Souk al-Qissariya

The importance, legacy, and restoration of a medieval marketplace in Gaza City.

Tunnel-like view of Souk al-Qissariya (2020) by Muneer ElbazThe Barakat Trust

Dr. Suheir Ammar, Assistant Professor at the Islamic University of Gaza
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"What makes Souk al-Qissariya distinctive is its traditional character, the small shops of 4 or 6 metres. Such a tiny size is well-suited for the trade in gold, given that the items sold are small items."

Souk al-Qissariya Gate (Unknown) by Al-Hayat Al-Jadida NewspaperThe Barakat Trust

600 Year-Old Marketplace

Located in the Muslim Quarter of Old Gaza City, Souk al-Qissariya was built in the 14th century during the Mamluk Empire. It has 44 shops: 21 on the north side and 23 on the south side.

Souk al-Qissariya gold souks (2020) by Muneer ElbazThe Barakat Trust

"Al-Qissariya” is an Arabic transliteration of the Roman Emperor Caesar Augustus. "Caesar" turned into qasr, which came to mean castle or fort in Arabic. Qissariya means “many castles,” referring to its long, arcaded structure containing a row of tiny shops in parallel walls.

Souk al-Qissariya view (2020) by Muneer Elbaz and the technical team of University College of Applied SciencesThe Barakat Trust

Avedis Djeghalian, Dentist and son of Gazan photographer Kegham
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Modern Gold Market

Gaza was a major port city along the Silk Road, for which Al-Qissariya operated as a spice market. Now, it's small shops sell gold jewelry. Avedis Djeghalian, who lived in Gaza in the 1950s, reminisces about how there used to be candy shops, bakeries and shoe shops here. 

Low res Souk al-Qissariya (2020) by Muneer ElbazThe Barakat Trust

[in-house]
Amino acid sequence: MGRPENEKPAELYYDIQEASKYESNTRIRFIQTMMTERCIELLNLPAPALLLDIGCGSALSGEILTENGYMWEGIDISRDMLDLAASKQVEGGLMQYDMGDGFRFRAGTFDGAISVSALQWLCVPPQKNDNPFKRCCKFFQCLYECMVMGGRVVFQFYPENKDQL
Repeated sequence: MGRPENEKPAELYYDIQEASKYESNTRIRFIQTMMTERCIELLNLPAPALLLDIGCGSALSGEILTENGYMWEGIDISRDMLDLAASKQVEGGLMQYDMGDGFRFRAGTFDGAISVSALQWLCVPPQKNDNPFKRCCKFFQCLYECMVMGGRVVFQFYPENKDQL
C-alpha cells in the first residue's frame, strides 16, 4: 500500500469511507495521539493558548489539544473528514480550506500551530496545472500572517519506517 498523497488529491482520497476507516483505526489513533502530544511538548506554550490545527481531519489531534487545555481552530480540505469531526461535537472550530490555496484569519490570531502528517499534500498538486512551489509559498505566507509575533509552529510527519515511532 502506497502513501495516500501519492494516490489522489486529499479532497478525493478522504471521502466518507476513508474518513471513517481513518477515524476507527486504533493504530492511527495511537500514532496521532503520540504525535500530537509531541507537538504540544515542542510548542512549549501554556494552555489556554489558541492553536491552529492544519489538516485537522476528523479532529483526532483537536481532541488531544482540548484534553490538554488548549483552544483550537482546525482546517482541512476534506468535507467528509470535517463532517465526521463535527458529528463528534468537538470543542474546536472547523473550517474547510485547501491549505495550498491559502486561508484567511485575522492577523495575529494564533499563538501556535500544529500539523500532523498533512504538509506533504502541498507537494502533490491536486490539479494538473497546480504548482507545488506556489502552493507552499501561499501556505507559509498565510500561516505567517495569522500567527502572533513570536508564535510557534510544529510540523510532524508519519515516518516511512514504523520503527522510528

Many families come to al-Qissariya to buy gold for a newly-wed bride. Gold jewelry functions as a kind of insured asset to the bride, should she lose her husband as a source of income. 

Souk al-Qissariya view (2020) by Muneer Elbaz and the technical team of University College of Applied SciencesThe Barakat Trust

Muneer Elbaz, Architect, Urban Planner and Lecturer at UCAS
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Christian Merchants

Many of the shop owners are Christians, as both Avedis and Muneer point out.

Doorway from Souk al-Qissariya into mosque (2020) by Muneer ElbazThe Barakat Trust

Avedis Djeghalian, Dentist and son of Gazan photographer Kegham
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Directly adjacent to the Omari Mosque, the Souk al-Qissariya was historically visited most often on religious holidays. One can access the Omari Mosque through a small door tucked between the shops. A Mamluk inscription is carved above the doorway.

Mamluk inscription adjacent to Souk al-Qissariya (2020) by Muneer ElbazThe Barakat Trust

Mamluk Inscription

On the walls of the Bazaar, one can see inlaid stone text. These inscriptions were carved in the Bahri Mamluk period (1250-1382) when Souk al-Qissariya was built. 

Part of the inscription says: "In the name of God, the Most Gracious, the Most Merciful. One who believes in God and the Last Day and performs prayer and zakat (alms/charity) does not fear anything but God."

Mamluk inscription with fixed fragment by Muneer ElbazThe Barakat Trust